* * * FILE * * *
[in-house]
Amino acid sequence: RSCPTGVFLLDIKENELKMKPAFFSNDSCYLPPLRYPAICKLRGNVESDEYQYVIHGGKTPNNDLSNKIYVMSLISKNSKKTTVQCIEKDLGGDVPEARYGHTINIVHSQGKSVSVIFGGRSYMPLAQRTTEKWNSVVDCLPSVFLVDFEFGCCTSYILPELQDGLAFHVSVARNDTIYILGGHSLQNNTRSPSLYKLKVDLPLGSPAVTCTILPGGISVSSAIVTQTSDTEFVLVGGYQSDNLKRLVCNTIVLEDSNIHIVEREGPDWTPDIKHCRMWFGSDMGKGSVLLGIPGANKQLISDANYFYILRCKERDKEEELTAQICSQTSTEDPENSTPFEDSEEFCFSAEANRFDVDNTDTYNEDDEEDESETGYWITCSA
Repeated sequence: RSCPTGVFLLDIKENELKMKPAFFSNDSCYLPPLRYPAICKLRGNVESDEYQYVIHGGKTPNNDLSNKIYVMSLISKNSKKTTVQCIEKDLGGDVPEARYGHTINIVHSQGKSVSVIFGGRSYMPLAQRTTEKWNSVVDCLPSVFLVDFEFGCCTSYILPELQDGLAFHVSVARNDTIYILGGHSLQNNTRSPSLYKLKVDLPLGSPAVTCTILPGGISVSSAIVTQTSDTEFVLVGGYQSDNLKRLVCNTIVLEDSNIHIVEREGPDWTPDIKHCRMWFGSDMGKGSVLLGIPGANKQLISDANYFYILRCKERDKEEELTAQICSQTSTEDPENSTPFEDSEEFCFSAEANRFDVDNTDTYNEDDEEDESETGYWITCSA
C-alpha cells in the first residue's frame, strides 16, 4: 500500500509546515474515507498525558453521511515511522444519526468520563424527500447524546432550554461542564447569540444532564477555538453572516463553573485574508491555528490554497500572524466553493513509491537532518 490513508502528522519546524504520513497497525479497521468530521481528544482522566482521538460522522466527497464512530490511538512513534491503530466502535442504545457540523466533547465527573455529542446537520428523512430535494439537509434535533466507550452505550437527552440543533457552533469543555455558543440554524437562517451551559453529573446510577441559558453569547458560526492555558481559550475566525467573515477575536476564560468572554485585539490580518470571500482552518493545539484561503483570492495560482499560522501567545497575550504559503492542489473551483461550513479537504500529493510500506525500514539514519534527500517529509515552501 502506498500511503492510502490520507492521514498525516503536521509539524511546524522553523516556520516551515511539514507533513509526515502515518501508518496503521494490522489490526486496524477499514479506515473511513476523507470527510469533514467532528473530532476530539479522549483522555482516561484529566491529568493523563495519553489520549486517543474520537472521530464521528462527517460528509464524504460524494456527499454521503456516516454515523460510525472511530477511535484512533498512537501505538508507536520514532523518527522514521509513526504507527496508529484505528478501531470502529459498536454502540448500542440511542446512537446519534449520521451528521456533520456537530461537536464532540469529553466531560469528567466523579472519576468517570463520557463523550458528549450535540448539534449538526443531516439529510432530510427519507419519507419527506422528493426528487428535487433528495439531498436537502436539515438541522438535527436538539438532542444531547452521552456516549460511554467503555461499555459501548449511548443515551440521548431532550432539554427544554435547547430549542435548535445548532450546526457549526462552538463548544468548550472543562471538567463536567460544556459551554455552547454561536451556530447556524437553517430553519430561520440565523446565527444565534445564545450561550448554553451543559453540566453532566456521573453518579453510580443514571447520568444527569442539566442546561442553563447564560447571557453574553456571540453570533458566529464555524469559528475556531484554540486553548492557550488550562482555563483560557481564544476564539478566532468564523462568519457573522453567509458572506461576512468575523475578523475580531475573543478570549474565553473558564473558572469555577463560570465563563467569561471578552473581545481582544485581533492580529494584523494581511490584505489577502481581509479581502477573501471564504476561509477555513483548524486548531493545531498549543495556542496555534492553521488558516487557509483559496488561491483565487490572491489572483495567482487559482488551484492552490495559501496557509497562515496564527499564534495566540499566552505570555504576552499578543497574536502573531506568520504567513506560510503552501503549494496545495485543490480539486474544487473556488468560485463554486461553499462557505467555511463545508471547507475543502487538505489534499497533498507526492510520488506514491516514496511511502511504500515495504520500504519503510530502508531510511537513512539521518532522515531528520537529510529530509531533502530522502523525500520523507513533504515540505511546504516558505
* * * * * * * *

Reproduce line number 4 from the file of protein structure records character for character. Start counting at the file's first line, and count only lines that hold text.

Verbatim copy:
C-alpha cells in the first residue's frame, strides 16, 4: 500500500509546515474515507498525558453521511515511522444519526468520563424527500447524546432550554461542564447569540444532564477555538453572516463553573485574508491555528490554497500572524466553493513509491537532518 490513508502528522519546524504520513497497525479497521468530521481528544482522566482521538460522522466527497464512530490511538512513534491503530466502535442504545457540523466533547465527573455529542446537520428523512430535494439537509434535533466507550452505550437527552440543533457552533469543555455558543440554524437562517451551559453529573446510577441559558453569547458560526492555558481559550475566525467573515477575536476564560468572554485585539490580518470571500482552518493545539484561503483570492495560482499560522501567545497575550504559503492542489473551483461550513479537504500529493510500506525500514539514519534527500517529509515552501 502506498500511503492510502490520507492521514498525516503536521509539524511546524522553523516556520516551515511539514507533513509526515502515518501508518496503521494490522489490526486496524477499514479506515473511513476523507470527510469533514467532528473530532476530539479522549483522555482516561484529566491529568493523563495519553489520549486517543474520537472521530464521528462527517460528509464524504460524494456527499454521503456516516454515523460510525472511530477511535484512533498512537501505538508507536520514532523518527522514521509513526504507527496508529484505528478501531470502529459498536454502540448500542440511542446512537446519534449520521451528521456533520456537530461537536464532540469529553466531560469528567466523579472519576468517570463520557463523550458528549450535540448539534449538526443531516439529510432530510427519507419519507419527506422528493426528487428535487433528495439531498436537502436539515438541522438535527436538539438532542444531547452521552456516549460511554467503555461499555459501548449511548443515551440521548431532550432539554427544554435547547430549542435548535445548532450546526457549526462552538463548544468548550472543562471538567463536567460544556459551554455552547454561536451556530447556524437553517430553519430561520440565523446565527444565534445564545450561550448554553451543559453540566453532566456521573453518579453510580443514571447520568444527569442539566442546561442553563447564560447571557453574553456571540453570533458566529464555524469559528475556531484554540486553548492557550488550562482555563483560557481564544476564539478566532468564523462568519457573522453567509458572506461576512468575523475578523475580531475573543478570549474565553473558564473558572469555577463560570465563563467569561471578552473581545481582544485581533492580529494584523494581511490584505489577502481581509479581502477573501471564504476561509477555513483548524486548531493545531498549543495556542496555534492553521488558516487557509483559496488561491483565487490572491489572483495567482487559482488551484492552490495559501496557509497562515496564527499564534495566540499566552505570555504576552499578543497574536502573531506568520504567513506560510503552501503549494496545495485543490480539486474544487473556488468560485463554486461553499462557505467555511463545508471547507475543502487538505489534499497533498507526492510520488506514491516514496511511502511504500515495504520500504519503510530502508531510511537513512539521518532522515531528520537529510529530509531533502530522502523525500520523507513533504515540505511546504516558505